Here on the bishop’s program staff, we also used Growing a Rule of Life for our shared Lenten practice. Each week we devote the first forty-five minutes or so of our staff meeting to Scripture, prayer, and spiritual conversation. During Lent, we committed to engage the daily videos from the Society of St. John the Evangelist (SSJE) and to spend that weekly time using the Growing a Rule of Life materials.

Our experience was similar to many I heard from congregations: like any other such program there were moments that spoke deeply to some of us and less so to others. Sometimes we followed the program exactly and sometimes hardly at all. We joked about hearing the bell ringing in our sleep. We wondered at times if we were going anywhere at all while at other times shared fresh and lasting insights. There were a couple of "aha" moments as far as the process itself went, one of which was right where you would hope it to be: at the very end. For us, all the reflection and conversation came into focus when we finally expressed it in terms of actual and personal Rules of Life. We found ourselves making individual commitments to do things like spend additional time in daily prayer, move away from damaging self-talk, engage in a personal ministry of service, seek to be more mindful of God’s daily presence, and even move to organic lawn care.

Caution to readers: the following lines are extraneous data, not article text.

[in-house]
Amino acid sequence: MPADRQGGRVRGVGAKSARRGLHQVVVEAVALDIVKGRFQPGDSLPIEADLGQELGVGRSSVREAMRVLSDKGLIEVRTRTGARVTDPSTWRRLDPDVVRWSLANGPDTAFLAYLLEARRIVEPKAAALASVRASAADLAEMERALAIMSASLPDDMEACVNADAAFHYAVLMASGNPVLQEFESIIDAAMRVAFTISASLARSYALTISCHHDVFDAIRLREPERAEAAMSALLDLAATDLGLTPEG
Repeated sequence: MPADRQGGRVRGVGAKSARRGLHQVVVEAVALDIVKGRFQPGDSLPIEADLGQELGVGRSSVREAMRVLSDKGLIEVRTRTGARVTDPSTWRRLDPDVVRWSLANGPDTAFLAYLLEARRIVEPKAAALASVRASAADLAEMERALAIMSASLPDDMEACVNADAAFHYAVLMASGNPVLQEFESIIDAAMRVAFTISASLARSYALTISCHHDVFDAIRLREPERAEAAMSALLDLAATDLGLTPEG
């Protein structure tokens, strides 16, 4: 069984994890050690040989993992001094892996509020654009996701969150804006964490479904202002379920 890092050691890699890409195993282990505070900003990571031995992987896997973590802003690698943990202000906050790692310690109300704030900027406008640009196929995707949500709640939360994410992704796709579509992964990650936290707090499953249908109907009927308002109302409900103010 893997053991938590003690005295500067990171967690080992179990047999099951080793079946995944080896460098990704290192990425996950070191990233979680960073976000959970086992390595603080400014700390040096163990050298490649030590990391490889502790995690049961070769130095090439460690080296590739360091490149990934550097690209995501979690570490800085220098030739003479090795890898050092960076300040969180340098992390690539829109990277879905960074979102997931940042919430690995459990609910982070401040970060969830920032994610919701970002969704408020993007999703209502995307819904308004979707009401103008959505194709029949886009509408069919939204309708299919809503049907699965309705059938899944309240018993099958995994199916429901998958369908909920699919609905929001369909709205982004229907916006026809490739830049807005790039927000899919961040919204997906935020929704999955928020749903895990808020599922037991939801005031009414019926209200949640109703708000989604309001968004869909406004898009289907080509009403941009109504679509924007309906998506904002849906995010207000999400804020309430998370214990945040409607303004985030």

We agreed to jointly revisit our rules periodically to encourage and support each other. Too often experiences like this end up as one-time, pleasant church events rather than genuine tools that move us toward deeper relationships with God and each other in Christ. Together, let’s pray and act so that the work God’s Spirit did in us this Lent ends up not only agreeable but transformative. The opening invitation from SSJE was, “Join us to dig deep and dream big about ways to live into a more abundant life with Christ.” That’s what we all want for ourselves and each other. Let’s not only talk our rule but live it so that abundant life increasingly overflows through us into God’s good world.